The media likes to talk about “at risk” youth, blaming them for many of society’s ills, yet they tend to not define the term clearly. In general conversation, “at risk” tends to be a term applied to inner-city youth and youth from broken homes. Yet this is an unfair generalization. Children from all walks of life and socioeconomic backgrounds can be at risk. Defining the at risk youth correctly and finding the right treatment programs to help these young people is critical to ensuring that all young people get help when they need it.
What Is an At Risk Youth?
The challenge with defining at risk youth is that this term does not have a specific definition. Children can be at risk due to past abuse or trauma, or they can be at risk because of a mental health condition they have. Sometimes the community or school environment can increase a child’s risk.
Perhaps a better way to define at risk is to define what these children are at risk of. Most of the time, “at risk” means at risk of some particular outcome, such as becoming a school drop out or suffering a severe emotional breakdown. Poor academic success, even if they stay in school, and poor relationships can also be outcomes for at risk youth.
What Puts a Child at Risk?
Though the definition of at risk youth is vague, there are some factors that clearly put children in the at risk category. Understanding these will better help adults who are concerned for the youth in their lives. These factors are:
· Poverty – Children who live without sufficient income struggle with their daily living needs. As a result, they cannot focus on school and building healthy relationships, and they become at risk.
· Family instability or dysfunction – Divorce, violence in the home, job loss, mental health needs in the parents, and similar dysfunction at home all increase a child’s risk of becoming “at risk.” These factors can impact students in all walks of life.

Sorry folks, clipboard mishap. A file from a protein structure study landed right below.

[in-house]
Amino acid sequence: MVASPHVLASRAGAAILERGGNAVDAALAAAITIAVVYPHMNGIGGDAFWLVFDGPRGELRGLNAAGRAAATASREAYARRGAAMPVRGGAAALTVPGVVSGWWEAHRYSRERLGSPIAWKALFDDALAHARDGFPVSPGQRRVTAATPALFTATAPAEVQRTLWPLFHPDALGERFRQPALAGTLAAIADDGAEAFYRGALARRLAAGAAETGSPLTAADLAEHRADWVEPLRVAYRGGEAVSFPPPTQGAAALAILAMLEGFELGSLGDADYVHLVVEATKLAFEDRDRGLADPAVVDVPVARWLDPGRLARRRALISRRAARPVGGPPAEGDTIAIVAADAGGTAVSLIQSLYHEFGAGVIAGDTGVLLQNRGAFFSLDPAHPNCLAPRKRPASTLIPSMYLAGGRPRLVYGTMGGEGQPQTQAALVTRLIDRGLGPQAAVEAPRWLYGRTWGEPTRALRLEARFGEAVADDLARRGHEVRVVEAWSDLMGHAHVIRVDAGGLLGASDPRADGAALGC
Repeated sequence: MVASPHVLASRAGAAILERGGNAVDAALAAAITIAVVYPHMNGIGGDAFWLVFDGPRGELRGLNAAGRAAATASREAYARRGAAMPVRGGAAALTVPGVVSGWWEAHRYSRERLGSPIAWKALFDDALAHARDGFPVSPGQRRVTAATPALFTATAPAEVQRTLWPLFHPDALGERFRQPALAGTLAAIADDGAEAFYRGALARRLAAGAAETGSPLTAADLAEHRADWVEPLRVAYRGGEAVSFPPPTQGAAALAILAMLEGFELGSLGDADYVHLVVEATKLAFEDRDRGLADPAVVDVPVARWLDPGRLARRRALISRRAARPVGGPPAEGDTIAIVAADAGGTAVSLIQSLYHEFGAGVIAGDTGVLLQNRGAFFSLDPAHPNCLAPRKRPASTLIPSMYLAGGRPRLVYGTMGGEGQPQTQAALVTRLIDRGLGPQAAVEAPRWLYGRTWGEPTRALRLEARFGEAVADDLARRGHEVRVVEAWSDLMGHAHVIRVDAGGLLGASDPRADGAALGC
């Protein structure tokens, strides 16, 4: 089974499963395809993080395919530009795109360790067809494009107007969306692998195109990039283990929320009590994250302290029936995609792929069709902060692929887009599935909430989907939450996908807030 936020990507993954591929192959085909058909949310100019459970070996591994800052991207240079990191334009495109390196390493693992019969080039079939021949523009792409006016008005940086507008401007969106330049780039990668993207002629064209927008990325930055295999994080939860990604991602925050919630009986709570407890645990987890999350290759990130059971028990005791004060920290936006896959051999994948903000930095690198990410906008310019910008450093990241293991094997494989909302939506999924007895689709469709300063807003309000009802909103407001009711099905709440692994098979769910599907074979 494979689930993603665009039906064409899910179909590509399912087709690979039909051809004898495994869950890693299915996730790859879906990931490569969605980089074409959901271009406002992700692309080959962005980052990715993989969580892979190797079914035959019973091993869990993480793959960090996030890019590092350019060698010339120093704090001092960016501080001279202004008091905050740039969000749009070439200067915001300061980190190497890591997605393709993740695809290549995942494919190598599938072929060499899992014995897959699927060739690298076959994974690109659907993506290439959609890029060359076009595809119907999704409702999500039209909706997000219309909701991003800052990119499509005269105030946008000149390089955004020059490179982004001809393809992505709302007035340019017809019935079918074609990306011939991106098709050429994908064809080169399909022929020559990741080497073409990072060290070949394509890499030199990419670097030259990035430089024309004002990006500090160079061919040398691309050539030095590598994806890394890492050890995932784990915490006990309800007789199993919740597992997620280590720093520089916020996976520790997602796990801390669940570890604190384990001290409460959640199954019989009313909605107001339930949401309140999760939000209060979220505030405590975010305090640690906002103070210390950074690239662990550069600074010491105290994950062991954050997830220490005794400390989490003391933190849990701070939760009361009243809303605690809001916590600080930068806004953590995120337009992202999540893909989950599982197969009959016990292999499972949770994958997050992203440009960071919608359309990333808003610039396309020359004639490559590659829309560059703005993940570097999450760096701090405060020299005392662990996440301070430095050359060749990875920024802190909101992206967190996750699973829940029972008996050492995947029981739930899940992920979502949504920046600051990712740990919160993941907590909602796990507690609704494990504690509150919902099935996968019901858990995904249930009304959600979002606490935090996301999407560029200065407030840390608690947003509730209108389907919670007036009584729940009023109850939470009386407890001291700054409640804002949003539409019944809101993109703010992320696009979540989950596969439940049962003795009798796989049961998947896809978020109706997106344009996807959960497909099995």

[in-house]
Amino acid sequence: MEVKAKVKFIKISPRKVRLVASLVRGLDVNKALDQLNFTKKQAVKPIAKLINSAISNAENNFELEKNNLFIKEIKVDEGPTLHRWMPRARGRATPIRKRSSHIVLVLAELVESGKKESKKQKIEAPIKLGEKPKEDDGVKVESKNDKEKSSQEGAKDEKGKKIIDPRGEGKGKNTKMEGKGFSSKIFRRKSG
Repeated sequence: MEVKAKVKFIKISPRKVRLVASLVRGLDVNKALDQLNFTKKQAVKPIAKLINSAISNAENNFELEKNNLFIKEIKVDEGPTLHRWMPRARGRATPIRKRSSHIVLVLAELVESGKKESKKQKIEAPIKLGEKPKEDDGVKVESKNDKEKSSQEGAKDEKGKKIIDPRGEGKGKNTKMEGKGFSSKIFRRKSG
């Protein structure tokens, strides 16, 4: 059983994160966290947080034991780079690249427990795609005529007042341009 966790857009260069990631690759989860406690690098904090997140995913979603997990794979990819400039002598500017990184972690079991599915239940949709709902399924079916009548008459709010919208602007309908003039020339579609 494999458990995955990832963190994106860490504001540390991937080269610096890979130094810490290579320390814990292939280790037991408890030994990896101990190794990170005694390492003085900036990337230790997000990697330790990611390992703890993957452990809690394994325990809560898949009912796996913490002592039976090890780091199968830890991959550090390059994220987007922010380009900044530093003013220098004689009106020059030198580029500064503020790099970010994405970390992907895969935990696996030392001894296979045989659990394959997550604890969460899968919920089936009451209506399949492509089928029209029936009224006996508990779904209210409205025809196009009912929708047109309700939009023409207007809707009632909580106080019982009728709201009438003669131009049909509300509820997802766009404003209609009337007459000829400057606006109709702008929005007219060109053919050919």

· Unstable school environment – Students who switch schools regularly or who have poor academic support at school are at higher risk for problems.
· Poor community resources – This tends to apply more toward poor or inner-city youth, but when community resources to get help are lacking, or when children can’t access them, they are at higher risk.
· Adverse childhood experiences – Trauma, abuse, medical diagnoses, and even serious problems with peers can lead to adverse childhood experiences that can put youth at risk.
Suburban Vs. Inner-City – All Youth Can Be At Risk
Unfortunately, there is a mistaken idea in society that at risk youth are only those in inner-city, poor, or divorced households. While youth in these situations do need to be screened for risk behaviors, the truth is that at risk youth can be found in the suburbs just as much as the inner city. Suburban youth from good families can suffer childhood trauma or deal with emotional instability that puts them at higher risk too. All children need to be screened and offered the right support to ensure they can get help when they need it.
How to Know if Your Child is “At Risk”